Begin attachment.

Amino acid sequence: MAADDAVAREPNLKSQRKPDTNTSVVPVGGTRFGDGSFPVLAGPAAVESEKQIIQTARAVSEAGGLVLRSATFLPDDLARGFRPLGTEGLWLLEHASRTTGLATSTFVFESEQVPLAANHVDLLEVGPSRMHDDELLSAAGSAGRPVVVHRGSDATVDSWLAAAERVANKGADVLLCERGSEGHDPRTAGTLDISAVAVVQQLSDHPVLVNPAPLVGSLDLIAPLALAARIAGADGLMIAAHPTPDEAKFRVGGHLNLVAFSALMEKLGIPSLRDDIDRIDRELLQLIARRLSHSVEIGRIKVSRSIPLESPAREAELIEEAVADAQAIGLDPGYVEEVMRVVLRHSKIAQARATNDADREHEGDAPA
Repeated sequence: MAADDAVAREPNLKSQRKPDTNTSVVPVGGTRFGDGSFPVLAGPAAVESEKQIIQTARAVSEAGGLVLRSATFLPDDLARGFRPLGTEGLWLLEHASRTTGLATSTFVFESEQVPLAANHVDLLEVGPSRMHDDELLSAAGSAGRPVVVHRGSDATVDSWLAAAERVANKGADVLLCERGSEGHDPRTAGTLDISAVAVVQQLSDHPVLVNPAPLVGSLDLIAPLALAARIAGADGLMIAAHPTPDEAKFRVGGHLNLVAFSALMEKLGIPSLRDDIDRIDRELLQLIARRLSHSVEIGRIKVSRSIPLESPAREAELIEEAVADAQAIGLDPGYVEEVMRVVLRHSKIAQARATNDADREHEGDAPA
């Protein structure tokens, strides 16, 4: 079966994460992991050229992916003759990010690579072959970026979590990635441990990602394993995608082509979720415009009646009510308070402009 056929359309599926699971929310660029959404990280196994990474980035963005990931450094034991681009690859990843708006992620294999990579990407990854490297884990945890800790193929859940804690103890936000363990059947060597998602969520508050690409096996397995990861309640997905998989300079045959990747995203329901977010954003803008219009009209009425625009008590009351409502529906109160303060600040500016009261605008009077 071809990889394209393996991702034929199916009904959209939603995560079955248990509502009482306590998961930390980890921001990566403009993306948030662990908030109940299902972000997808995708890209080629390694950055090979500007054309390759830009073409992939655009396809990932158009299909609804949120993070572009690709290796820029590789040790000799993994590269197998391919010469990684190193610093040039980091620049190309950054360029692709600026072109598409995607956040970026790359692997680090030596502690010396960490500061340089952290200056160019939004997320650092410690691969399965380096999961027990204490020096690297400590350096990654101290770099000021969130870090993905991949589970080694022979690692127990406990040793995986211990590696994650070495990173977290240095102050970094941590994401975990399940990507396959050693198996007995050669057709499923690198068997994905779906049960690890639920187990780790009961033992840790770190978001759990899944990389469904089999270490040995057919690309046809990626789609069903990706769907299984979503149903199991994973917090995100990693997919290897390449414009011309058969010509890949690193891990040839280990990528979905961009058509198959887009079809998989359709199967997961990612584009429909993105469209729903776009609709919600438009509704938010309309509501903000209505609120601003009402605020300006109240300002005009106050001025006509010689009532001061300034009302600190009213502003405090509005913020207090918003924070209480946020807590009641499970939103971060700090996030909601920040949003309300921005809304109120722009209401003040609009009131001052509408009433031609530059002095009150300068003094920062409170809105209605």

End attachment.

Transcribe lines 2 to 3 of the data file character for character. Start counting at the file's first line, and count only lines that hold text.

Repeated sequence: MAADDAVAREPNLKSQRKPDTNTSVVPVGGTRFGDGSFPVLAGPAAVESEKQIIQTARAVSEAGGLVLRSATFLPDDLARGFRPLGTEGLWLLEHASRTTGLATSTFVFESEQVPLAANHVDLLEVGPSRMHDDELLSAAGSAGRPVVVHRGSDATVDSWLAAAERVANKGADVLLCERGSEGHDPRTAGTLDISAVAVVQQLSDHPVLVNPAPLVGSLDLIAPLALAARIAGADGLMIAAHPTPDEAKFRVGGHLNLVAFSALMEKLGIPSLRDDIDRIDRELLQLIARRLSHSVEIGRIKVSRSIPLESPAREAELIEEAVADAQAIGLDPGYVEEVMRVVLRHSKIAQARATNDADREHEGDAPA
């Protein structure tokens, strides 16, 4: 079966994460992991050229992916003759990010690579072959970026979590990635441990990602394993995608082509979720415009009646009510308070402009 056929359309599926699971929310660029959404990280196994990474980035963005990931450094034991681009690859990843708006992620294999990579990407990854490297884990945890800790193929859940804690103890936000363990059947060597998602969520508050690409096996397995990861309640997905998989300079045959990747995203329901977010954003803008219009009209009425625009008590009351409502529906109160303060600040500016009261605008009077 071809990889394209393996991702034929199916009904959209939603995560079955248990509502009482306590998961930390980890921001990566403009993306948030662990908030109940299902972000997808995708890209080629390694950055090979500007054309390759830009073409992939655009396809990932158009299909609804949120993070572009690709290796820029590789040790000799993994590269197998391919010469990684190193610093040039980091620049190309950054360029692709600026072109598409995607956040970026790359692997680090030596502690010396960490500061340089952290200056160019939004997320650092410690691969399965380096999961027990204490020096690297400590350096990654101290770099000021969130870090993905991949589970080694022979690692127990406990040793995986211990590696994650070495990173977290240095102050970094941590994401975990399940990507396959050693198996007995050669057709499923690198068997994905779906049960690890639920187990780790009961033992840790770190978001759990899944990389469904089999270490040995057919690309046809990626789609069903990706769907299984979503149903199991994973917090995100990693997919290897390449414009011309058969010509890949690193891990040839280990990528979905961009058509198959887009079809998989359709199967997961990612584009429909993105469209729903776009609709919600438009509704938010309309509501903000209505609120601003009402605020300006109240300002005009106050001025006509010689009532001061300034009302600190009213502003405090509005913020207090918003924070209480946020807590009641499970939103971060700090996030909601920040949003309300921005809304109120722009209401003040609009009131001052509408009433031609530059002095009150300068003094920062409170809105209605």